Strengthening Constitutional Self-Government

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Alito is a good political move

I think that these few paragraphs from Stanley Kurtz (at The Corner) on why the Alito nomination is a winning political move for Bush and the GOP just about nails it in a few paragraphs. Harry Reid warned Bush not to pick Alito, by the way. Hugh Hewitt mentions that Jonathan Turley told Katie Curic that the Demos "will come out of the dugout on this one," and predicted a filibuster. Kurtz thinks that should that happen it will be to the GOP’s long range advantage (i.e., 2006 elections). People for the American Way are hopping mad about this. The president of that outfit, Ralph G. Neas, said this: "Right-wing leaders vetoed Miers because she failed their ideological litmus test. With Judge Alito, President Bush has obediently picked a nominee who passes that test with flying colors." By the way, someone just said to me that if Alito is confirmed he will make the fifth Catholic on the Court. Is this true?

Discussions - 10 Comments

yes, 5th Catholic

Why is bad to have 5 Catholics on the bench? Is this an anti-christian remark? Why should there religion matter anyway?

Mostly, having 5 Catholics on the SCOTUS is an oddity; 5 is a majority that give unproportional "representation" to this minority. This is also interesting considering historic prejudices against Catholics in the United States (by far a "Protestant" country). To certain ideologies, however, "representation" matters a lot (the quota view of affirmative action).

I didn’t see anyone here say it was good or bad. A little quick to the "anti-christian" suggestion, no?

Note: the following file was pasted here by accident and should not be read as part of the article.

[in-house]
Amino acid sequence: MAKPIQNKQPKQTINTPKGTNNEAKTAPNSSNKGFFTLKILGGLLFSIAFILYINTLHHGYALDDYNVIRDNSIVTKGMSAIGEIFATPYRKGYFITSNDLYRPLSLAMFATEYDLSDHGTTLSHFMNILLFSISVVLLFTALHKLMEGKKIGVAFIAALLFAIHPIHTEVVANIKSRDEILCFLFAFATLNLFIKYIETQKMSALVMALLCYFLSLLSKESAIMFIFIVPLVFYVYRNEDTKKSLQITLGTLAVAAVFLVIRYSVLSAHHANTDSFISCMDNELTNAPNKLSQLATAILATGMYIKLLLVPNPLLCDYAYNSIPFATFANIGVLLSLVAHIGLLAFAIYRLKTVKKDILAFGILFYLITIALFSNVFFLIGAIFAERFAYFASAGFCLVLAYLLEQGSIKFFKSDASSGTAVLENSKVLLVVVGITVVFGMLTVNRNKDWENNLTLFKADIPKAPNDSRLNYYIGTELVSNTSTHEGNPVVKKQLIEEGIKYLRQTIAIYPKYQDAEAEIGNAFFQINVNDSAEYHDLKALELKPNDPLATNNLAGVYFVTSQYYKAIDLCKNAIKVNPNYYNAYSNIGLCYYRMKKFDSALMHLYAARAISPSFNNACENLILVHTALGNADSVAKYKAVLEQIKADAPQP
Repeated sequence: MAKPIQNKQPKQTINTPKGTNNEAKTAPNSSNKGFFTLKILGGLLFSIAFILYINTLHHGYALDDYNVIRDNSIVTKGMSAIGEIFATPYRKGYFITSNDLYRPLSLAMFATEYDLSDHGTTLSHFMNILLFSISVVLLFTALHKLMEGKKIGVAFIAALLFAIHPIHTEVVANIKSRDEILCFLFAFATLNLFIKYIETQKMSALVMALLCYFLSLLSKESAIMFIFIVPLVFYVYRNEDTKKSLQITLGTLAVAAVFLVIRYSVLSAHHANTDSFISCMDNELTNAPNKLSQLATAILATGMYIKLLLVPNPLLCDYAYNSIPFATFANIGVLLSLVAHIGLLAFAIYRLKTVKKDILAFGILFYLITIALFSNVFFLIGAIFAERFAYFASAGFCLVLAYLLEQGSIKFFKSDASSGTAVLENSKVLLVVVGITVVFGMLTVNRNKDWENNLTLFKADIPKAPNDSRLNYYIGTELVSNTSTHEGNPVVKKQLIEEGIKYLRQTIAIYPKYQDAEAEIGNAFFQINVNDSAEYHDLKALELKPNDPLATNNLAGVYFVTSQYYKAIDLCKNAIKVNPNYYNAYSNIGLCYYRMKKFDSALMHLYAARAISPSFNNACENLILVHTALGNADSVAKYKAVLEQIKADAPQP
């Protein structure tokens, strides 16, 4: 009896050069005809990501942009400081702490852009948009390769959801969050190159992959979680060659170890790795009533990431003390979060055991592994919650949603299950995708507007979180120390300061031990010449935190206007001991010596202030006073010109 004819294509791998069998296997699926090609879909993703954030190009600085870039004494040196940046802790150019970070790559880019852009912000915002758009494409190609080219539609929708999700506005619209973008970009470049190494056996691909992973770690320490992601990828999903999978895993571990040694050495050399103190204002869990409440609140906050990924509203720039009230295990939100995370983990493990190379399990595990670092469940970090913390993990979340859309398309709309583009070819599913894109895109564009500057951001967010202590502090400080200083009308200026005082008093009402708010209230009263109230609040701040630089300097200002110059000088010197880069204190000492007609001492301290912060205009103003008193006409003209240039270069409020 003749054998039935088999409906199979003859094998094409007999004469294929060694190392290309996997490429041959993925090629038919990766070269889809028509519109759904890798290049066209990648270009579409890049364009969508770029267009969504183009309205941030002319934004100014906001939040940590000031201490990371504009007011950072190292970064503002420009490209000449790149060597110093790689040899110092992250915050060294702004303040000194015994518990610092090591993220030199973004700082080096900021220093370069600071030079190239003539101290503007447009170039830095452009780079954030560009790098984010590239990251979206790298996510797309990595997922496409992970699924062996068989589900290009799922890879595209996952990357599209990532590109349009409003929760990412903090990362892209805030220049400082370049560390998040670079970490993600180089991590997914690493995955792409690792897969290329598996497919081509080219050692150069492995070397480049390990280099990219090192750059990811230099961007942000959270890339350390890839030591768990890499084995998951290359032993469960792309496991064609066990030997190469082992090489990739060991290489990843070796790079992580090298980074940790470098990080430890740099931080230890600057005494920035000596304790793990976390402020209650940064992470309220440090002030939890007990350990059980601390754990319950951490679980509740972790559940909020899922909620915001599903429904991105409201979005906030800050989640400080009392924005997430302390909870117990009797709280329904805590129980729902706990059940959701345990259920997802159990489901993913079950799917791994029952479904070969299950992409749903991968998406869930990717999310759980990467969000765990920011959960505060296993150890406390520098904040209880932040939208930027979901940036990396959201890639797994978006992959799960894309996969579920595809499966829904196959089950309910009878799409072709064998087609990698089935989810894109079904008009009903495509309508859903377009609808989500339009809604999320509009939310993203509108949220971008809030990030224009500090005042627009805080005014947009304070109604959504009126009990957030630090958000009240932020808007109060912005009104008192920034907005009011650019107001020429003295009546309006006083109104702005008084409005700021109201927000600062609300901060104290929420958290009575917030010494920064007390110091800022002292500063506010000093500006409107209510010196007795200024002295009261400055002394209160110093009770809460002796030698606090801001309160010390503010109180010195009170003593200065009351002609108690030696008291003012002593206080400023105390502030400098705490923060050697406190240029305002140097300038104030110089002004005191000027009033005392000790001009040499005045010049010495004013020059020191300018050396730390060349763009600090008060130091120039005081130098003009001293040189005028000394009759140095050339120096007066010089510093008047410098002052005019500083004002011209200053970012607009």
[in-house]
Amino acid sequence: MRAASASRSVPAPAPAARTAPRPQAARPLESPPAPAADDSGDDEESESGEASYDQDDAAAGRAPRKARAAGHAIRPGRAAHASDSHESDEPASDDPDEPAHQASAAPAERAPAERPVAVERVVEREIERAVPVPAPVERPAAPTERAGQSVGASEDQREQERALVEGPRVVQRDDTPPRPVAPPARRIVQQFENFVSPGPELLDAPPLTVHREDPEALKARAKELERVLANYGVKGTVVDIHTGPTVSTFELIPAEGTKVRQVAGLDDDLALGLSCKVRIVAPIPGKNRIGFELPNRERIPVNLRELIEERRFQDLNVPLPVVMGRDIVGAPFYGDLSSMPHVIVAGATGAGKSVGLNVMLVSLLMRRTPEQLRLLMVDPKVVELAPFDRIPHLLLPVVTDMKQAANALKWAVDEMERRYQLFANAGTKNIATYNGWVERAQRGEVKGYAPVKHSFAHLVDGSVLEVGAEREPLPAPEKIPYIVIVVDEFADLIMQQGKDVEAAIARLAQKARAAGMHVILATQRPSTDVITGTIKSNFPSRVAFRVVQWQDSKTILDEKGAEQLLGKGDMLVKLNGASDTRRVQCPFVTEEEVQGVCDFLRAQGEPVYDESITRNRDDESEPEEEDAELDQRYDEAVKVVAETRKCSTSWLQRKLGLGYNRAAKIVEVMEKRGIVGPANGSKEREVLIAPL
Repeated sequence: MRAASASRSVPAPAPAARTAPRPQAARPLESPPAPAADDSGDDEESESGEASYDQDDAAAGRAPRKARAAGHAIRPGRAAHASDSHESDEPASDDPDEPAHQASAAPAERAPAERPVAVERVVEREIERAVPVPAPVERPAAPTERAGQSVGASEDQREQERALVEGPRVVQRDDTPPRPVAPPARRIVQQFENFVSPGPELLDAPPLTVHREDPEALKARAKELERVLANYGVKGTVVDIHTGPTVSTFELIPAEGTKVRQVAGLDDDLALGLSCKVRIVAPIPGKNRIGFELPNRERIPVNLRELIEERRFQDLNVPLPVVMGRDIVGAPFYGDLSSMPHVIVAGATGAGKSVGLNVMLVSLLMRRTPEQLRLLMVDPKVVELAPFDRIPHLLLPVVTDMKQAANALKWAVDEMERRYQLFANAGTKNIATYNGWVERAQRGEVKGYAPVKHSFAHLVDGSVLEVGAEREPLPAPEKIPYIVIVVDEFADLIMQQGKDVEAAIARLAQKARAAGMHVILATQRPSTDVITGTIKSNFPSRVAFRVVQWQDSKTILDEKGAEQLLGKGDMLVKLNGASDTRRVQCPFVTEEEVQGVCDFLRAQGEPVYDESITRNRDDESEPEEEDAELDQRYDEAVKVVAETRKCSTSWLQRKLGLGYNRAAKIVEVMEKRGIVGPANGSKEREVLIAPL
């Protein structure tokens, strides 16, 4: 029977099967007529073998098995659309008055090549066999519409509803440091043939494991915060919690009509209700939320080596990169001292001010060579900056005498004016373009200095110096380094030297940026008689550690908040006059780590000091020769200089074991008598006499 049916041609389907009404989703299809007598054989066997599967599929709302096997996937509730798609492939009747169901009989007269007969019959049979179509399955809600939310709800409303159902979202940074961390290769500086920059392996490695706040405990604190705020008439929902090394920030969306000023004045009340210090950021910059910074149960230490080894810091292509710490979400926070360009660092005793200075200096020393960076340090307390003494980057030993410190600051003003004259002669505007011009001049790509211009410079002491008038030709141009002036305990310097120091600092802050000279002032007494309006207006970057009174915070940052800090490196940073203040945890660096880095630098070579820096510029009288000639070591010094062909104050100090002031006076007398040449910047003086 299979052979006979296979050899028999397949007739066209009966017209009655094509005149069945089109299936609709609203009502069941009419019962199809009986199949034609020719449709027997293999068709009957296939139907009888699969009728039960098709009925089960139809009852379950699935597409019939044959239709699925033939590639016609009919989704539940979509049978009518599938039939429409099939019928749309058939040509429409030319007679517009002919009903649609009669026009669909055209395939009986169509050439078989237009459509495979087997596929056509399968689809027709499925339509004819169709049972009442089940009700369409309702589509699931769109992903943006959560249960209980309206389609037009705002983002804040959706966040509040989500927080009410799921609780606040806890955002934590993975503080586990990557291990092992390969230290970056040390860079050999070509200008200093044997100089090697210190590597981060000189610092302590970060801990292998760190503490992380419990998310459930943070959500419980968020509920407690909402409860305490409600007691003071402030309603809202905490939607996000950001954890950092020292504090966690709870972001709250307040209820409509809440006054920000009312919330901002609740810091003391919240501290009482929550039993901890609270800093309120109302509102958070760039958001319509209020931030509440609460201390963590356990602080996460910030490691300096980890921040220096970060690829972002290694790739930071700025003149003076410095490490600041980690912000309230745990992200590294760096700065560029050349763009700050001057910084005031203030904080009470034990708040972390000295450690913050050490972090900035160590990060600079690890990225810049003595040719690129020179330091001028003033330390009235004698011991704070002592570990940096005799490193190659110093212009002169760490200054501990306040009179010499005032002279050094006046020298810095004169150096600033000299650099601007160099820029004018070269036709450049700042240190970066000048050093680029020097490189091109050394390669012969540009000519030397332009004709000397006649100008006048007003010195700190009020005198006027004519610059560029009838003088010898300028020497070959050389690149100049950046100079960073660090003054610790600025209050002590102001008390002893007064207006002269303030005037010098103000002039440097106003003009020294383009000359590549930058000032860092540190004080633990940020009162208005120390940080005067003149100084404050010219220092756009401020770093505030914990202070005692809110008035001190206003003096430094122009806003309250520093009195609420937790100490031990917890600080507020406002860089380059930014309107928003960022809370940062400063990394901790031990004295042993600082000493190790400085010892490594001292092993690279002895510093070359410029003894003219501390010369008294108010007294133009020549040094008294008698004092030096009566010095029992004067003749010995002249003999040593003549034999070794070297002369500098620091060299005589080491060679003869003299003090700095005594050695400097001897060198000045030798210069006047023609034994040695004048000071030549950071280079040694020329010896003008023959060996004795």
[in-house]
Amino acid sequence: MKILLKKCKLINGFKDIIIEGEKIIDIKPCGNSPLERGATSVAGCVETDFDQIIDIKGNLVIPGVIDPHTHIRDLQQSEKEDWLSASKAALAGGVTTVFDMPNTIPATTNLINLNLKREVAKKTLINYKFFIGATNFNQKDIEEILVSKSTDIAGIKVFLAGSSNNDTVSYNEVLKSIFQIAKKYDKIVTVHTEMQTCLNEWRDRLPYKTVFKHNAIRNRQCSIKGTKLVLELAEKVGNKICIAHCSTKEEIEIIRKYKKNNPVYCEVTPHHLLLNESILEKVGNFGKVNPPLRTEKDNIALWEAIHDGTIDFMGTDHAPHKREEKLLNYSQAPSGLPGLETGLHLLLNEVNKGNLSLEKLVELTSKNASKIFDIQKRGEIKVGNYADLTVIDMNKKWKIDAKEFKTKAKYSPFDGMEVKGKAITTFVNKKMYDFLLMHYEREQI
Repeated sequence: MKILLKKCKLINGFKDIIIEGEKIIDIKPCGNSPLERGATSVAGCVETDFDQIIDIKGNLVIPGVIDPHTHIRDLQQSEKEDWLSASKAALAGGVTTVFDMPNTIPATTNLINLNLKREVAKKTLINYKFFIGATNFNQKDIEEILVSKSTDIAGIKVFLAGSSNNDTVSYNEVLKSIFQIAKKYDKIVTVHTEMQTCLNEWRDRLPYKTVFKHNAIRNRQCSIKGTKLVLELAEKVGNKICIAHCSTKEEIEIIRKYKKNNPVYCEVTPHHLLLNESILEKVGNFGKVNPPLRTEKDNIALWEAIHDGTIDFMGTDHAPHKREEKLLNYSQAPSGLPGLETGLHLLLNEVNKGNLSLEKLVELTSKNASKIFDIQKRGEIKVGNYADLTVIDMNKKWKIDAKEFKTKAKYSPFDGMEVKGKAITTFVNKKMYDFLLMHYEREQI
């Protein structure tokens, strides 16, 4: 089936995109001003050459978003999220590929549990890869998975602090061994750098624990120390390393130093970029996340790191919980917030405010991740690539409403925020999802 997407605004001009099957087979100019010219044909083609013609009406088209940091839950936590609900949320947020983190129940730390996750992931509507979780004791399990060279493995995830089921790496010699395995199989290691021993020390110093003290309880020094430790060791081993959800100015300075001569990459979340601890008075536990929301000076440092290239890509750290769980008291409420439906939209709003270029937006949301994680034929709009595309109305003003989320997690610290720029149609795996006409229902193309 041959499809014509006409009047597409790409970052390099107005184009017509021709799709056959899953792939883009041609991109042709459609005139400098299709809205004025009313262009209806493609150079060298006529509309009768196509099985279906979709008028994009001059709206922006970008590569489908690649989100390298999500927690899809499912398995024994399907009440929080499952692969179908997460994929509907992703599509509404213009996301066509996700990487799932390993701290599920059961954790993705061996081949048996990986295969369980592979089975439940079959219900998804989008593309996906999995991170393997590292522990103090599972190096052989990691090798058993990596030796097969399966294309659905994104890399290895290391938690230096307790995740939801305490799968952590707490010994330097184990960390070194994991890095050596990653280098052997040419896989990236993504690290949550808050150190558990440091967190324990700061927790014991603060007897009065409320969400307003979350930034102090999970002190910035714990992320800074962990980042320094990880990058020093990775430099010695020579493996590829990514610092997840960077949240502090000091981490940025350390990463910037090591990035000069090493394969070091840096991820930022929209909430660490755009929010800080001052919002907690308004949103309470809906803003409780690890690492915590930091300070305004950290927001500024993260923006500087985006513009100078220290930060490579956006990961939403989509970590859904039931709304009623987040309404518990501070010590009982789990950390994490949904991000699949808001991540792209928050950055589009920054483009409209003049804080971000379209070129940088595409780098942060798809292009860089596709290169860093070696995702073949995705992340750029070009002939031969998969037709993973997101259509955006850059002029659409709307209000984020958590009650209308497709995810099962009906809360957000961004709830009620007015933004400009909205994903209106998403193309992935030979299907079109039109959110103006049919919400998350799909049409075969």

Who cares the man’s religion; anytime a SCOTUS nominee can get PAW’s dander up, this is a good thing.

Here is the most predictable result of Alito being the "fifth Catholic": Kennedy will now go out even more left to differentiate himself from his fellow believers (Thomas, Scalia, Roberts, and A.). Kennedy might support the federal partial birth abortion ban since he wrote a strong dissent in Stenberg, but otherwise he can be counted on to go left on virtually everything -- he will be the Brennan of the Roberts Court to prove his private religion will not get in the way of his public judgment.

(This of course reignites the controversy that roiled the 2004 election as to whether the Bishops should threaten to withhold communion not just from Catholic candidates but from JUDGES who oppose Church doctrine on abortion, homosexual marriage, etc.)

What happened to the Right’s fixation on the (misleadingly named) "up or down vote?" Didn’t Miers deserve that? Bush nominated her; she should have at least been given a chance via an up or down vote!

Craig,

She would have had a vote. SHE withdrew.

Sorry about comment #2. I thought that was still part of Ralph Neas quote.

What’s "misleading" about calling for an "up or down vote"?

I disagree with Dennis. It is possible that Kennedy might be moved slightly right by the presence of younger and brighter lights, and less harsh than Scalia, who share his faith. His dissent in Stenberg was very very strong, and bore on his disenchantment with the deal he supposed he had in Casey. I understand that he has been in the forefront on homosexual matters, and that is unlikely to change. But he might be persuaded to be the 6th vote (not the 5th) in a reconsideration of Roe/Casey. This is a hunch only, based on reading opinions and Court gossip.

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